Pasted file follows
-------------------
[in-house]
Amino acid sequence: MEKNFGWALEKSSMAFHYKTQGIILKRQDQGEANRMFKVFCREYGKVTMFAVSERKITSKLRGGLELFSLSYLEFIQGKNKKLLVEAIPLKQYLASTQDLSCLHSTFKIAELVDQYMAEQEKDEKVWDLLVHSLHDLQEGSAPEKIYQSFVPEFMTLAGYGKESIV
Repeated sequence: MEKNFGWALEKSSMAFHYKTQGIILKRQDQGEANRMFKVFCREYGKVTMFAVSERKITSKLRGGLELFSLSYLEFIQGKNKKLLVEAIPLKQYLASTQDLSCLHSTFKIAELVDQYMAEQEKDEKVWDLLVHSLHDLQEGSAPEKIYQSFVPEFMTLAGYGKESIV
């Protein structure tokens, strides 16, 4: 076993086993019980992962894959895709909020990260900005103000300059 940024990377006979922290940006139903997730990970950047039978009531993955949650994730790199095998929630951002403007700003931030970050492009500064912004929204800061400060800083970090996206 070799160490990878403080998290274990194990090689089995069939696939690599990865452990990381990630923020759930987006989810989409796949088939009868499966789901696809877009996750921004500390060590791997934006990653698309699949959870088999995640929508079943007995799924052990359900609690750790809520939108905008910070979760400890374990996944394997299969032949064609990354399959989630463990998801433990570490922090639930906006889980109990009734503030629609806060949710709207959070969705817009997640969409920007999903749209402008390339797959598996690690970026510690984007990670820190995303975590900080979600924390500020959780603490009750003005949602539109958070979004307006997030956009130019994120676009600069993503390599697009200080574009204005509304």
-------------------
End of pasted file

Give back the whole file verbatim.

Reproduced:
[in-house]
Amino acid sequence: MEKNFGWALEKSSMAFHYKTQGIILKRQDQGEANRMFKVFCREYGKVTMFAVSERKITSKLRGGLELFSLSYLEFIQGKNKKLLVEAIPLKQYLASTQDLSCLHSTFKIAELVDQYMAEQEKDEKVWDLLVHSLHDLQEGSAPEKIYQSFVPEFMTLAGYGKESIV
Repeated sequence: MEKNFGWALEKSSMAFHYKTQGIILKRQDQGEANRMFKVFCREYGKVTMFAVSERKITSKLRGGLELFSLSYLEFIQGKNKKLLVEAIPLKQYLASTQDLSCLHSTFKIAELVDQYMAEQEKDEKVWDLLVHSLHDLQEGSAPEKIYQSFVPEFMTLAGYGKESIV
């Protein structure tokens, strides 16, 4: 076993086993019980992962894959895709909020990260900005103000300059 940024990377006979922290940006139903997730990970950047039978009531993955949650994730790199095998929630951002403007700003931030970050492009500064912004929204800061400060800083970090996206 070799160490990878403080998290274990194990090689089995069939696939690599990865452990990381990630923020759930987006989810989409796949088939009868499966789901696809877009996750921004500390060590791997934006990653698309699949959870088999995640929508079943007995799924052990359900609690750790809520939108905008910070979760400890374990996944394997299969032949064609990354399959989630463990998801433990570490922090639930906006889980109990009734503030629609806060949710709207959070969705817009997640969409920007999903749209402008390339797959598996690690970026510690984007990670820190995303975590900080979600924390500020959780603490009750003005949602539109958070979004307006997030956009130019994120676009600069993503390599697009200080574009204005509304």